"No good tree bears bad fruit, nor does a bad tree bear good fruit.
"For there is no good tree which produces bad fruit, nor, on the other hand, a bad tree which produces good fruit.
"A good tree can’t produce bad fruit, and a bad tree can’t produce good fruit.
"You don't get wormy apples off a healthy tree, nor good apples off a diseased tree.
For no good tree gives bad fruit, and no bad tree gives good fruit.
"No good tree bears bad fruit, nor again does a bad tree bear good fruit;
"For a good tree does not bear bad fruit, nor does a bad tree bear good fruit.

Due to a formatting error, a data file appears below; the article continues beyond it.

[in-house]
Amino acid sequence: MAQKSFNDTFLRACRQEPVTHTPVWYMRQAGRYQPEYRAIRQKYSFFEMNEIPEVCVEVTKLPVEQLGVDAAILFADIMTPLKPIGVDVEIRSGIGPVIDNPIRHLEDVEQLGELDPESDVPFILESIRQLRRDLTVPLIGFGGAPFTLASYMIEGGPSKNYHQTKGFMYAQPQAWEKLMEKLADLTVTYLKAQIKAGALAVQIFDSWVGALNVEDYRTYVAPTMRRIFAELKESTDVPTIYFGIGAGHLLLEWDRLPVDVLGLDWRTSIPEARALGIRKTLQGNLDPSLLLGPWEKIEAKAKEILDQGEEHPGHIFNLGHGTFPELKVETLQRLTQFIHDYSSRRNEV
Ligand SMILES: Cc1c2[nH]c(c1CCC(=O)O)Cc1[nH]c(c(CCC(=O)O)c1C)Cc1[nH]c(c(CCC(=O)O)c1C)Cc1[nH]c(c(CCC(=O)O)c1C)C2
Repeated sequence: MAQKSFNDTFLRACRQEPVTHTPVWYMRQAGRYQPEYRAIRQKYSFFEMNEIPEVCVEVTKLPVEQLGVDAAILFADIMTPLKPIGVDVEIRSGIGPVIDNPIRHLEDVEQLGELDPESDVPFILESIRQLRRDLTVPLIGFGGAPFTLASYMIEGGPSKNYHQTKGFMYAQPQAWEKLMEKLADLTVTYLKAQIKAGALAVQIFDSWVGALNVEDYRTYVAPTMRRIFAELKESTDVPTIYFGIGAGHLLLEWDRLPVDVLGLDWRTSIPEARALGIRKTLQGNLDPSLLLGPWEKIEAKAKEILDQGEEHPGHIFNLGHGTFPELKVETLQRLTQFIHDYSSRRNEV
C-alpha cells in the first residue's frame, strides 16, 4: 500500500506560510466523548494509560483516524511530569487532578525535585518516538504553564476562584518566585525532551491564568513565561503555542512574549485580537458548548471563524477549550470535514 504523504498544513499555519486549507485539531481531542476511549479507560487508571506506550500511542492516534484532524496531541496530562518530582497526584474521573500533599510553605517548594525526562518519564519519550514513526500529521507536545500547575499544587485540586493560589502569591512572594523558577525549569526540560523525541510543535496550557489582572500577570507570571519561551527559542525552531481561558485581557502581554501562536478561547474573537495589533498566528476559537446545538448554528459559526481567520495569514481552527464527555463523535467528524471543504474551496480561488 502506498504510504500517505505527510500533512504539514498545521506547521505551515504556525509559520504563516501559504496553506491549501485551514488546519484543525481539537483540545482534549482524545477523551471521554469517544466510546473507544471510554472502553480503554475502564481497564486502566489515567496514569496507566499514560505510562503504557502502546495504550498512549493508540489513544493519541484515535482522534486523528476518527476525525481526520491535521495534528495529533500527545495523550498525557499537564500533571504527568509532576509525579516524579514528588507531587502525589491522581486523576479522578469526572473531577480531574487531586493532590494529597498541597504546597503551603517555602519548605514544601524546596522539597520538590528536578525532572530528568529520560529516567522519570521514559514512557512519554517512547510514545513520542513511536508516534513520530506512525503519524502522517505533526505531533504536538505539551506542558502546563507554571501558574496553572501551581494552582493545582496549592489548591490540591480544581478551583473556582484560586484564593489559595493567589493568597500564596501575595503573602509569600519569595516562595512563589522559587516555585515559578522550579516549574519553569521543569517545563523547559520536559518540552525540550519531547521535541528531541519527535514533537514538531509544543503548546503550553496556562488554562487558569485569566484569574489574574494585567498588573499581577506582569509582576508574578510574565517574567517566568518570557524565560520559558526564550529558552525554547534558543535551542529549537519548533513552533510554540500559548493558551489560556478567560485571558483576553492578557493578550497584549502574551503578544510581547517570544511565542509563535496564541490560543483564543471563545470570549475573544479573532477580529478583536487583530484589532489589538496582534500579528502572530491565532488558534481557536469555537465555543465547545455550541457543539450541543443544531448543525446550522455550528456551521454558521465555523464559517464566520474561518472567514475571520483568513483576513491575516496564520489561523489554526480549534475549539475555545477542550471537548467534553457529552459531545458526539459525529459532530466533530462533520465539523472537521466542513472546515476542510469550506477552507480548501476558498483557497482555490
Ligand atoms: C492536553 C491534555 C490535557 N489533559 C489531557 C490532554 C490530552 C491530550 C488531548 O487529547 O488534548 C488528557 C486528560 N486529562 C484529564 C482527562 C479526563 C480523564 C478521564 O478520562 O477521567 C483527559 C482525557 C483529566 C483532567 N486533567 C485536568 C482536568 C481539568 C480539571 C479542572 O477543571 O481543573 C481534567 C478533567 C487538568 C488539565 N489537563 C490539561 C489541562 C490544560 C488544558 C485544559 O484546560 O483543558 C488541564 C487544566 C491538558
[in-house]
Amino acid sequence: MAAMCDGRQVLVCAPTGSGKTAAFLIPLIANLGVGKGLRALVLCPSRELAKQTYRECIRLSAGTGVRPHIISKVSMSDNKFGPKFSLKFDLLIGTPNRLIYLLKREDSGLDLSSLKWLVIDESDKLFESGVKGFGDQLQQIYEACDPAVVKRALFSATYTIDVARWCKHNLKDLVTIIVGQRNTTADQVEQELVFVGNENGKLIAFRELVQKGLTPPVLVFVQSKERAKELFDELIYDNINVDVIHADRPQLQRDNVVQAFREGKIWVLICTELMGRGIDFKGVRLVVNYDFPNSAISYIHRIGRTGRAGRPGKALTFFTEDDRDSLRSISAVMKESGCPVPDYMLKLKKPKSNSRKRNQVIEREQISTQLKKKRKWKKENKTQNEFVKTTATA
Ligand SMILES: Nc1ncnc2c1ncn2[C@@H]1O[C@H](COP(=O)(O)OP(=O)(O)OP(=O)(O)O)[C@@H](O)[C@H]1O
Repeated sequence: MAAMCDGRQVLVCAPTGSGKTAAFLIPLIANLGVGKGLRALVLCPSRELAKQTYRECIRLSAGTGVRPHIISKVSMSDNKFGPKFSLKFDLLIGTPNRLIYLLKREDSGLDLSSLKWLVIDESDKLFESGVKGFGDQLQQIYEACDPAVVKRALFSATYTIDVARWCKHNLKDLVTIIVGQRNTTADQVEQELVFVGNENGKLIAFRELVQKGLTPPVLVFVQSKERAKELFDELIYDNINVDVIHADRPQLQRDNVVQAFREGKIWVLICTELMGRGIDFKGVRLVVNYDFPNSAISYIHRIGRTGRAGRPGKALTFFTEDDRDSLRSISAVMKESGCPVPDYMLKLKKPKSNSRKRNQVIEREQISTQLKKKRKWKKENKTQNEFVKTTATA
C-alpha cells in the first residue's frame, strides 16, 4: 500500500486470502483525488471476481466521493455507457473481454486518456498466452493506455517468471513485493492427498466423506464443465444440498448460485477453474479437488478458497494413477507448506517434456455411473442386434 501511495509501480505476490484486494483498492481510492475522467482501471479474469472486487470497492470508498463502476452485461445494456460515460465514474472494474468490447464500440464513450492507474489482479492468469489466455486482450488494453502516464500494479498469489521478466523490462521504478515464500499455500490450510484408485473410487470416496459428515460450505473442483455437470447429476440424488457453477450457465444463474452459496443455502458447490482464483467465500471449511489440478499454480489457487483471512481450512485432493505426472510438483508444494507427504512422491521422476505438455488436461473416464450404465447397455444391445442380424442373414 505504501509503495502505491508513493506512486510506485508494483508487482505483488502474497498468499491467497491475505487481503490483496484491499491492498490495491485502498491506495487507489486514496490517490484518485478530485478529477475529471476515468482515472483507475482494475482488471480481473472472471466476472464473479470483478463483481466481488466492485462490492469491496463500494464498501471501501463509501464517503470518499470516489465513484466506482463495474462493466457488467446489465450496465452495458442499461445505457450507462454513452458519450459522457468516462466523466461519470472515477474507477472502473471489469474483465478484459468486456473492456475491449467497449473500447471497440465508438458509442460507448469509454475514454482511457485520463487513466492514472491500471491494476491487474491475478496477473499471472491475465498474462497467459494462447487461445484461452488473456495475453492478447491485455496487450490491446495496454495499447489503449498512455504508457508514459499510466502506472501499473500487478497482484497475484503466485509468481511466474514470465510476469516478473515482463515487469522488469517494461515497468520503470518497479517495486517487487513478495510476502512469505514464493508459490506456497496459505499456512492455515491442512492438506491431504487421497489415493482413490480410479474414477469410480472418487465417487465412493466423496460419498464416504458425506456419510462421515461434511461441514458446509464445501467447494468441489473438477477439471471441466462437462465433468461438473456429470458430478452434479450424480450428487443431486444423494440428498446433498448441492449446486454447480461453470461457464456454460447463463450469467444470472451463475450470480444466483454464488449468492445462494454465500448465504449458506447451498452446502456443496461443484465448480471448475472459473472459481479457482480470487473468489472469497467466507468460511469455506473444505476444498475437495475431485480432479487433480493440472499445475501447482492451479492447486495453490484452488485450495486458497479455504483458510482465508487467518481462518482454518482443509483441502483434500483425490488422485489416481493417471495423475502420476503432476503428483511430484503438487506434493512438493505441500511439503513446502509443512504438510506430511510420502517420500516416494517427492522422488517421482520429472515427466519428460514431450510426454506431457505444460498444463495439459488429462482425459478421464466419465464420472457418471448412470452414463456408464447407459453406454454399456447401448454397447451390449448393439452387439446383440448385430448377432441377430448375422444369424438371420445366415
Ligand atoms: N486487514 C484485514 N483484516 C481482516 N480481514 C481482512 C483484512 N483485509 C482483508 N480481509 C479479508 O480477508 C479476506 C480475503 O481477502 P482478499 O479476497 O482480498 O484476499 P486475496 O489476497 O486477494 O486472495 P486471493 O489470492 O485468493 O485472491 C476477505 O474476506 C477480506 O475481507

|NET © [draft] ITL|
|NET © Notes||
1 tn The explanatory connective γάρ (gar) is often dropped from translations, but the point of the passage is that one should be self-corrective and be careful who one follows (vv. 41-42), because such choices also reflect what the nature of the tree is and its product.
2 tn Grk “rotten.” The word σαπρός, modifying both “fruit” and “tree,” can also mean “diseased” (L&N 65.28).
3 tc Most